In horses and ponies, eating less and exercising more are key elements for weight loss. Set realistic goals for weight loss and regularly monitor progress. Horses and ponies are individuals and will lose weight at different rates. Be patient; he didn’t get fat overnight and he won’t lose it all overnight either. As a guide, an effective weight loss regimen for a mature, light breed horse should result in the loss of approximately 55 to 65 lbs over a four to six week period. This decrease in bodyweight may be accompanied by the loss of about one unit of body condition score (BCS).
Body weight (scale or by use of a weight tape) and body condition should be assessed regularly e.g., every two to four weeks during the weight reduction program, so that progress can be monitored and the program amended as required. Taking photographs of the horse and comparing before and after shots can also help assess body condition visually. The body condition scoring system uses a 1 to 9 scale where 1 is emaciated and 9 is obese; optimal is considered to be a score of 5 or 6 (see sidebar: Body Condition Scores).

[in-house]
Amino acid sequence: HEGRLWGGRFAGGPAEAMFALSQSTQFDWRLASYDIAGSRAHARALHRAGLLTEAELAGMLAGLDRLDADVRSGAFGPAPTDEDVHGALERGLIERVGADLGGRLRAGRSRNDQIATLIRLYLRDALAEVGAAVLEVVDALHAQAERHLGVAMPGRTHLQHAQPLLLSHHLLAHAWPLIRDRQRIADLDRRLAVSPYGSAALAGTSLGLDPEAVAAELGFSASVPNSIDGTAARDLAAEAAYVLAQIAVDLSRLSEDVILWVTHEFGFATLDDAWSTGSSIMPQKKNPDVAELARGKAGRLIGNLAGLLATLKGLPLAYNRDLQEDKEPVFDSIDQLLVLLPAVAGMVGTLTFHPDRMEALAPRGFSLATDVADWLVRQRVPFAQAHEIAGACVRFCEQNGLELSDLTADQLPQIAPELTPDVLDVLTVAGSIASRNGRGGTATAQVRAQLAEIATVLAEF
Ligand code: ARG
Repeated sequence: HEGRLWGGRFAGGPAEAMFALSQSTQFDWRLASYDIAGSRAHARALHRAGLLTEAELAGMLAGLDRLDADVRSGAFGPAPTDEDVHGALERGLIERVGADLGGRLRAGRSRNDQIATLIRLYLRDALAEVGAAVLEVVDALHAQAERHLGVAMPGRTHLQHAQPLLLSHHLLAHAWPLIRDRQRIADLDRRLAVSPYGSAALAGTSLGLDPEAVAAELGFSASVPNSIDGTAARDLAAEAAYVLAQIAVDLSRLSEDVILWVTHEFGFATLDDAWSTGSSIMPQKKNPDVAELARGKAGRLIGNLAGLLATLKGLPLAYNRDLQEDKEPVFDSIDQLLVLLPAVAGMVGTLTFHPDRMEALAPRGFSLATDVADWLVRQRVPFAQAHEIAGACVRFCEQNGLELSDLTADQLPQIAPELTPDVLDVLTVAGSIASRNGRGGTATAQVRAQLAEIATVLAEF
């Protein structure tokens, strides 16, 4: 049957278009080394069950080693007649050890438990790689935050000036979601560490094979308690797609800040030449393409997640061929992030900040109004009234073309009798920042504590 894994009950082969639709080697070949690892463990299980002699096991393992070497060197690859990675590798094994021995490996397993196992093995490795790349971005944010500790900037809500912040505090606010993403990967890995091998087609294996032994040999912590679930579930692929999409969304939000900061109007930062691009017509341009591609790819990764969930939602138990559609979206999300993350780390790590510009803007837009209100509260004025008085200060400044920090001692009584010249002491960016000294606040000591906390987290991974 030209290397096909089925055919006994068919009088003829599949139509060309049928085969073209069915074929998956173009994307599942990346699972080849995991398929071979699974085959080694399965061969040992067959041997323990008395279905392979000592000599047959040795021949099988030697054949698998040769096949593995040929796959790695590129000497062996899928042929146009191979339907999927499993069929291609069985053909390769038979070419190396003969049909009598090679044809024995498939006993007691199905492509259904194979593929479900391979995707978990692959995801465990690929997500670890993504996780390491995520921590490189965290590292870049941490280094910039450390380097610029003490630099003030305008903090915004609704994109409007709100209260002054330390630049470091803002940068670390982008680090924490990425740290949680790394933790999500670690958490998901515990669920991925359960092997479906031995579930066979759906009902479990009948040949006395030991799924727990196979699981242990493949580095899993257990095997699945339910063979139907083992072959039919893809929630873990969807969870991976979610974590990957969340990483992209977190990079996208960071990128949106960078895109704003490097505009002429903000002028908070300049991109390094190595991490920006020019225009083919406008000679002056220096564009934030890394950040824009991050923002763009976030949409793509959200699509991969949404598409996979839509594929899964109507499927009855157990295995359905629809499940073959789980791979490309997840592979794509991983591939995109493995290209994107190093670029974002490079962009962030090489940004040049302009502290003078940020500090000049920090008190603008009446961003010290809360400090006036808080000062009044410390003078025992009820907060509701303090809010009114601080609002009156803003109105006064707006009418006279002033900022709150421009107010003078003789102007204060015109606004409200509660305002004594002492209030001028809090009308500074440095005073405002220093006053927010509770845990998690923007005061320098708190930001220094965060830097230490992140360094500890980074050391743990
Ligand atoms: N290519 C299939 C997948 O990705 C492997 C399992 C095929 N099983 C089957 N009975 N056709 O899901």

As a first step toward weight loss, incorporating exercise without altering diet can sometimes be sufficient to get your horse to an ideal weight. If feed restriction is also needed, grain and other concentrated sources of calories (e.g., commercial sweet feeds, and feeds containing added fats) should be totally removed from the diet. Excessive feeding of other treats such as carrots and apples also should be curtailed. Forage should be the primary, if not the sole, energy providing component of the ration. Low intake, low calorie ration-balancer feeds complete with vitamins and minerals should be used to supplement deficiencies in vitamins and minerals that exist in most hays and pasture.
Increasing Body Weight